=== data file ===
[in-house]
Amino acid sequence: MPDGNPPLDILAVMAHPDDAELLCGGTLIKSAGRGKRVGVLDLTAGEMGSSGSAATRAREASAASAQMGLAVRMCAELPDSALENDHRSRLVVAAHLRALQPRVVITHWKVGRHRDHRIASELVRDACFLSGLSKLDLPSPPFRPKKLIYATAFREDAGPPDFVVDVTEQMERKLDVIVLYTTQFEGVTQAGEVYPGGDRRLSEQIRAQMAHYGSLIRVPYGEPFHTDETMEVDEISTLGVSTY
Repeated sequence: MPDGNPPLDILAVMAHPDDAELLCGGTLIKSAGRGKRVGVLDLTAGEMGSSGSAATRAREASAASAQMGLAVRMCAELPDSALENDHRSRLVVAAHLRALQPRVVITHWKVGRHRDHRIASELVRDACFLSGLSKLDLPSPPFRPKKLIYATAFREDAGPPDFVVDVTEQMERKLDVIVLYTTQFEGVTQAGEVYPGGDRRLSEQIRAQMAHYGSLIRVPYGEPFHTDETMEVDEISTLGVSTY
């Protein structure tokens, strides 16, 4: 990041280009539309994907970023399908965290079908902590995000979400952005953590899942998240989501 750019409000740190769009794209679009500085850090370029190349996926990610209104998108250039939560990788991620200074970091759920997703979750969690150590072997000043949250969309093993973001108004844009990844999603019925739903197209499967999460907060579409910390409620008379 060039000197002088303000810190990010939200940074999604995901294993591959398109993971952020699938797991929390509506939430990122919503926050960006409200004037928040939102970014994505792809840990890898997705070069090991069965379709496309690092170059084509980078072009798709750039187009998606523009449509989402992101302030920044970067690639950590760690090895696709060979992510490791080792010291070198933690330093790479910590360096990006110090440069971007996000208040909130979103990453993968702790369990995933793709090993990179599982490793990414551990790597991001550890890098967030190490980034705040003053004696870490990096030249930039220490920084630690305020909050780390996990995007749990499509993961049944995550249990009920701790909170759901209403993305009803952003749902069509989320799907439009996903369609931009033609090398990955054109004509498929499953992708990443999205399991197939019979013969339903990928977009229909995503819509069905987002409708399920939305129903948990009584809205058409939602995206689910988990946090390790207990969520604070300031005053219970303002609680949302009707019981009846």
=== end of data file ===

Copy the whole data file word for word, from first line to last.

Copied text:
[in-house]
Amino acid sequence: MPDGNPPLDILAVMAHPDDAELLCGGTLIKSAGRGKRVGVLDLTAGEMGSSGSAATRAREASAASAQMGLAVRMCAELPDSALENDHRSRLVVAAHLRALQPRVVITHWKVGRHRDHRIASELVRDACFLSGLSKLDLPSPPFRPKKLIYATAFREDAGPPDFVVDVTEQMERKLDVIVLYTTQFEGVTQAGEVYPGGDRRLSEQIRAQMAHYGSLIRVPYGEPFHTDETMEVDEISTLGVSTY
Repeated sequence: MPDGNPPLDILAVMAHPDDAELLCGGTLIKSAGRGKRVGVLDLTAGEMGSSGSAATRAREASAASAQMGLAVRMCAELPDSALENDHRSRLVVAAHLRALQPRVVITHWKVGRHRDHRIASELVRDACFLSGLSKLDLPSPPFRPKKLIYATAFREDAGPPDFVVDVTEQMERKLDVIVLYTTQFEGVTQAGEVYPGGDRRLSEQIRAQMAHYGSLIRVPYGEPFHTDETMEVDEISTLGVSTY
């Protein structure tokens, strides 16, 4: 990041280009539309994907970023399908965290079908902590995000979400952005953590899942998240989501 750019409000740190769009794209679009500085850090370029190349996926990610209104998108250039939560990788991620200074970091759920997703979750969690150590072997000043949250969309093993973001108004844009990844999603019925739903197209499967999460907060579409910390409620008379 060039000197002088303000810190990010939200940074999604995901294993591959398109993971952020699938797991929390509506939430990122919503926050960006409200004037928040939102970014994505792809840990890898997705070069090991069965379709496309690092170059084509980078072009798709750039187009998606523009449509989402992101302030920044970067690639950590760690090895696709060979992510490791080792010291070198933690330093790479910590360096990006110090440069971007996000208040909130979103990453993968702790369990995933793709090993990179599982490793990414551990790597991001550890890098967030190490980034705040003053004696870490990096030249930039220490920084630690305020909050780390996990995007749990499509993961049944995550249990009920701790909170759901209403993305009803952003749902069509989320799907439009996903369609931009033609090398990955054109004509498929499953992708990443999205399991197939019979013969339903990928977009229909995503819509069905987002409708399920939305129903948990009584809205058409939602995206689910988990946090390790207990969520604070300031005053219970303002609680949302009707019981009846």